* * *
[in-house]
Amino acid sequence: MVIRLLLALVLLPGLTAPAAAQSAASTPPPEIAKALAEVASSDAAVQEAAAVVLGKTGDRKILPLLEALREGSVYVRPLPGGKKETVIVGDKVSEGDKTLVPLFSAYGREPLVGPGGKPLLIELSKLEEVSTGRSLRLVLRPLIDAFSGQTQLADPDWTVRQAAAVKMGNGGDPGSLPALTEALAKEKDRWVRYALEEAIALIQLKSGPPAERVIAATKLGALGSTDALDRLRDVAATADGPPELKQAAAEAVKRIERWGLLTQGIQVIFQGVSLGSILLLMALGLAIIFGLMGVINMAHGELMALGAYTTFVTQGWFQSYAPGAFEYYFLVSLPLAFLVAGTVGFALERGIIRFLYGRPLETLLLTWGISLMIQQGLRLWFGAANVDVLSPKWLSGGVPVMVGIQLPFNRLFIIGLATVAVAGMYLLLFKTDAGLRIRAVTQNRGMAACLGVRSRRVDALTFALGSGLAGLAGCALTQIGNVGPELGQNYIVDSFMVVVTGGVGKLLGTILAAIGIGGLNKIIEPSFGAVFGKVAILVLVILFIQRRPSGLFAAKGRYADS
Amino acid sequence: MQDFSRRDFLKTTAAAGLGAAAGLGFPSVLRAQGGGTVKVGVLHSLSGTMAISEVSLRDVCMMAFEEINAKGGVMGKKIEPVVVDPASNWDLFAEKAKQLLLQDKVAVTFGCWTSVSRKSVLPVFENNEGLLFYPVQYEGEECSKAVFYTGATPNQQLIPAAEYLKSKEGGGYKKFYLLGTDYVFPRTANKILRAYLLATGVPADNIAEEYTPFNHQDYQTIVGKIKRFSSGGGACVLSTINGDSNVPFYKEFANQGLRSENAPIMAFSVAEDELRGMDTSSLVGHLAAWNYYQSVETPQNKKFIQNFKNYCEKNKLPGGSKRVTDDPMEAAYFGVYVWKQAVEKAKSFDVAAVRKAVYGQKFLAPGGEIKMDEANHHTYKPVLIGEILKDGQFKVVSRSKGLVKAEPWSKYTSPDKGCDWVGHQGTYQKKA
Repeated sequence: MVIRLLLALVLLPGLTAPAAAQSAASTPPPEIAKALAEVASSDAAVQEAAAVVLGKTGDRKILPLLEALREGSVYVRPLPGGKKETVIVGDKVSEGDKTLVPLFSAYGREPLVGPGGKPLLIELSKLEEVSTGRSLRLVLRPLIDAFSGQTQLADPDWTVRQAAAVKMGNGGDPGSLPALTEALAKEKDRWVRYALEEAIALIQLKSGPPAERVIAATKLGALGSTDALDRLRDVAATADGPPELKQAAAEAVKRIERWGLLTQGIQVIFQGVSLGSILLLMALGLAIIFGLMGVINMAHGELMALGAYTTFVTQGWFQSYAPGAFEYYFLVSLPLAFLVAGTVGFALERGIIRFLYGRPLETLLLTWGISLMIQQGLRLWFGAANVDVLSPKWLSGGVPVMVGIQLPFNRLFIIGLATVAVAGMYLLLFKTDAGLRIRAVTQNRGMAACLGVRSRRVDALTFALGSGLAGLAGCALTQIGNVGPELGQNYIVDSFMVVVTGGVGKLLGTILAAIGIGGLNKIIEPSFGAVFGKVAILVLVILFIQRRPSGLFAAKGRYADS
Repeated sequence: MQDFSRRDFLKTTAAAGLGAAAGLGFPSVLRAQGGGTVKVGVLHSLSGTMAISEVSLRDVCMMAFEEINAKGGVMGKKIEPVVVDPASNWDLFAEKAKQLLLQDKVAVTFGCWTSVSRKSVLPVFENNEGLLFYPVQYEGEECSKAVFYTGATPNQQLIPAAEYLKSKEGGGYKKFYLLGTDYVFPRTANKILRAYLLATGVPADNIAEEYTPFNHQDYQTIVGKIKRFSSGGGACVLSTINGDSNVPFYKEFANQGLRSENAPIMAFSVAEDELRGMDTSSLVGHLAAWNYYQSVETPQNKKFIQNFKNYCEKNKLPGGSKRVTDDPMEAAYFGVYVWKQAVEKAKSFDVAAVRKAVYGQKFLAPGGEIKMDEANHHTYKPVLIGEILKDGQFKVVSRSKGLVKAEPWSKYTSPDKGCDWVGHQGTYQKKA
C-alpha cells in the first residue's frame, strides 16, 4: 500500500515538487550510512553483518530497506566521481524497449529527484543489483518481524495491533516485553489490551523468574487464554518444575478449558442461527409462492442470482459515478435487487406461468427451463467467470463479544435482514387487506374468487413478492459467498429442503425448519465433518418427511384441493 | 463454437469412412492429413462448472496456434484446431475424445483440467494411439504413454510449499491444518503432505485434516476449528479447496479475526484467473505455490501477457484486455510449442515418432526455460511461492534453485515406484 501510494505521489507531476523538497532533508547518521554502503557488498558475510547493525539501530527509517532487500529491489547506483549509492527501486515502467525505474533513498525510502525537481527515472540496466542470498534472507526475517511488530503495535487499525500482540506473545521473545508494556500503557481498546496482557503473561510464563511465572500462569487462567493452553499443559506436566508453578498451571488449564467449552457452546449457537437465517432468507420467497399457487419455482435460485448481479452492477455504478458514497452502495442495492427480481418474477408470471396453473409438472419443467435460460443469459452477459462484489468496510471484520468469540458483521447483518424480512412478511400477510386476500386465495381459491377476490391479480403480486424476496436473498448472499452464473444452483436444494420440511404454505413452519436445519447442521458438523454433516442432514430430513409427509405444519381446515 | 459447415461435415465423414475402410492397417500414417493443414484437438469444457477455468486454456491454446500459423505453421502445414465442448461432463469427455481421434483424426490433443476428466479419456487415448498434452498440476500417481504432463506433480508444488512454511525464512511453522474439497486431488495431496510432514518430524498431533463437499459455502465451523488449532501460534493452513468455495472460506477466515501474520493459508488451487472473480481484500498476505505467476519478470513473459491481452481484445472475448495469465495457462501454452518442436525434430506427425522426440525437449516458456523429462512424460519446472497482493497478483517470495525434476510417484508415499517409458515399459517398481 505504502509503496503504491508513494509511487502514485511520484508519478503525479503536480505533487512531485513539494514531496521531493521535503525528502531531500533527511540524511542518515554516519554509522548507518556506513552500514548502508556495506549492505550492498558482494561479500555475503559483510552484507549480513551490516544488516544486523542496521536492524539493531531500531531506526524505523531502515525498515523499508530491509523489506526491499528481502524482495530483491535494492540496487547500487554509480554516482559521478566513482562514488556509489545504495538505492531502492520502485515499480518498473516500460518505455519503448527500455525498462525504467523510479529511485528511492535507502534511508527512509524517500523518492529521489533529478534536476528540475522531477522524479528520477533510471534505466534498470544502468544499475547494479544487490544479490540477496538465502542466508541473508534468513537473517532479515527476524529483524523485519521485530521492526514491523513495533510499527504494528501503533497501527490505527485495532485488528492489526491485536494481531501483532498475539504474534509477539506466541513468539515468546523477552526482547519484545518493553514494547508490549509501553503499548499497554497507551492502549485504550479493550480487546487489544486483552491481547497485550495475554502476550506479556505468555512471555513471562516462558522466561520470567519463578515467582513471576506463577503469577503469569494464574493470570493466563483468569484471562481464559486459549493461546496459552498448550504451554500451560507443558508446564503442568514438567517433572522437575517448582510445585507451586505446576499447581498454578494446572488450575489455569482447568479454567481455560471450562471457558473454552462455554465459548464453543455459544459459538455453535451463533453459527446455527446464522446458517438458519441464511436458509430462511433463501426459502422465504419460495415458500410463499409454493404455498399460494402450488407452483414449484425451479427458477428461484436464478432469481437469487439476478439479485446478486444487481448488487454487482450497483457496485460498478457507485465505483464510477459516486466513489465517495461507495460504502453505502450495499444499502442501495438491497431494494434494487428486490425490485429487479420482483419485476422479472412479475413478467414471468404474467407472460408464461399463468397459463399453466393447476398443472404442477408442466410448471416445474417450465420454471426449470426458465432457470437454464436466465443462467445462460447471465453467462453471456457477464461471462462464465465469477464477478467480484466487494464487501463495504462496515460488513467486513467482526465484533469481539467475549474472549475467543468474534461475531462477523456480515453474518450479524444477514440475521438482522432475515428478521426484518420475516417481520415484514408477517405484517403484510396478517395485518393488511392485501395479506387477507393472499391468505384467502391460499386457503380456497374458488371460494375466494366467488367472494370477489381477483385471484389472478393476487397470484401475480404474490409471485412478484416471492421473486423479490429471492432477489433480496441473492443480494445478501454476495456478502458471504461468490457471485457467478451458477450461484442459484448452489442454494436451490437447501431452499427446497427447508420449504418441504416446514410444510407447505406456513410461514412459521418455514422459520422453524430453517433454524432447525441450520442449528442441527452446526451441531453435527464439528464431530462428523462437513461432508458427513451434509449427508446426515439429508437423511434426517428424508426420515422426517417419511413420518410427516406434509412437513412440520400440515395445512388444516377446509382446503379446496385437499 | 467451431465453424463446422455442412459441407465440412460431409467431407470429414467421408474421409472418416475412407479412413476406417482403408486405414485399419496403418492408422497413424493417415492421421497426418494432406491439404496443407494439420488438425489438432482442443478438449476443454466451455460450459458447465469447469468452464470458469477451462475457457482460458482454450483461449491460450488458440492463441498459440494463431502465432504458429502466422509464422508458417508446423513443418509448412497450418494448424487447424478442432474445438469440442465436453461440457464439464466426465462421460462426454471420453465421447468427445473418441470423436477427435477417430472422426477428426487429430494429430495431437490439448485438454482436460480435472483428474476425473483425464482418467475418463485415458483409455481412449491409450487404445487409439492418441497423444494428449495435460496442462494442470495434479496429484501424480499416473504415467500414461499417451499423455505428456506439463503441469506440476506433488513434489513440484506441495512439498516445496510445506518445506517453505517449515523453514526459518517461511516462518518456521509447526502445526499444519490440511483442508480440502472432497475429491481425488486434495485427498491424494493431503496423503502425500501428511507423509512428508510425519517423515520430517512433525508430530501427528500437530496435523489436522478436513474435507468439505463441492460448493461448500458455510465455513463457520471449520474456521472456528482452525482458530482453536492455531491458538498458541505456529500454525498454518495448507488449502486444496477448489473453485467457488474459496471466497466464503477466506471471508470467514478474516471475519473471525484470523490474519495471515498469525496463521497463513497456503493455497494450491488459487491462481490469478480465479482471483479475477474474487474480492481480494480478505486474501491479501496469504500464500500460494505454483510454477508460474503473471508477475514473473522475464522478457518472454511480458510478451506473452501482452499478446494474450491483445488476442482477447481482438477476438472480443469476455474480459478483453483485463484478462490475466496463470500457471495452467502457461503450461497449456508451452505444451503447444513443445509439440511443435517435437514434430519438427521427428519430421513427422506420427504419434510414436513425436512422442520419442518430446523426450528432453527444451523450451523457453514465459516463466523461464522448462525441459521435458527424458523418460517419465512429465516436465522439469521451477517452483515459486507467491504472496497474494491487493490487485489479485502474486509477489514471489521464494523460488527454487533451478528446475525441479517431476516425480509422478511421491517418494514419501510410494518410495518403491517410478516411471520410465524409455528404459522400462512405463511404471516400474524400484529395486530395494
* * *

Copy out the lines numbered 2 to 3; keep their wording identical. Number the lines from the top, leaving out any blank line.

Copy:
Amino acid sequence: MVIRLLLALVLLPGLTAPAAAQSAASTPPPEIAKALAEVASSDAAVQEAAAVVLGKTGDRKILPLLEALREGSVYVRPLPGGKKETVIVGDKVSEGDKTLVPLFSAYGREPLVGPGGKPLLIELSKLEEVSTGRSLRLVLRPLIDAFSGQTQLADPDWTVRQAAAVKMGNGGDPGSLPALTEALAKEKDRWVRYALEEAIALIQLKSGPPAERVIAATKLGALGSTDALDRLRDVAATADGPPELKQAAAEAVKRIERWGLLTQGIQVIFQGVSLGSILLLMALGLAIIFGLMGVINMAHGELMALGAYTTFVTQGWFQSYAPGAFEYYFLVSLPLAFLVAGTVGFALERGIIRFLYGRPLETLLLTWGISLMIQQGLRLWFGAANVDVLSPKWLSGGVPVMVGIQLPFNRLFIIGLATVAVAGMYLLLFKTDAGLRIRAVTQNRGMAACLGVRSRRVDALTFALGSGLAGLAGCALTQIGNVGPELGQNYIVDSFMVVVTGGVGKLLGTILAAIGIGGLNKIIEPSFGAVFGKVAILVLVILFIQRRPSGLFAAKGRYADS
Amino acid sequence: MQDFSRRDFLKTTAAAGLGAAAGLGFPSVLRAQGGGTVKVGVLHSLSGTMAISEVSLRDVCMMAFEEINAKGGVMGKKIEPVVVDPASNWDLFAEKAKQLLLQDKVAVTFGCWTSVSRKSVLPVFENNEGLLFYPVQYEGEECSKAVFYTGATPNQQLIPAAEYLKSKEGGGYKKFYLLGTDYVFPRTANKILRAYLLATGVPADNIAEEYTPFNHQDYQTIVGKIKRFSSGGGACVLSTINGDSNVPFYKEFANQGLRSENAPIMAFSVAEDELRGMDTSSLVGHLAAWNYYQSVETPQNKKFIQNFKNYCEKNKLPGGSKRVTDDPMEAAYFGVYVWKQAVEKAKSFDVAAVRKAVYGQKFLAPGGEIKMDEANHHTYKPVLIGEILKDGQFKVVSRSKGLVKAEPWSKYTSPDKGCDWVGHQGTYQKKA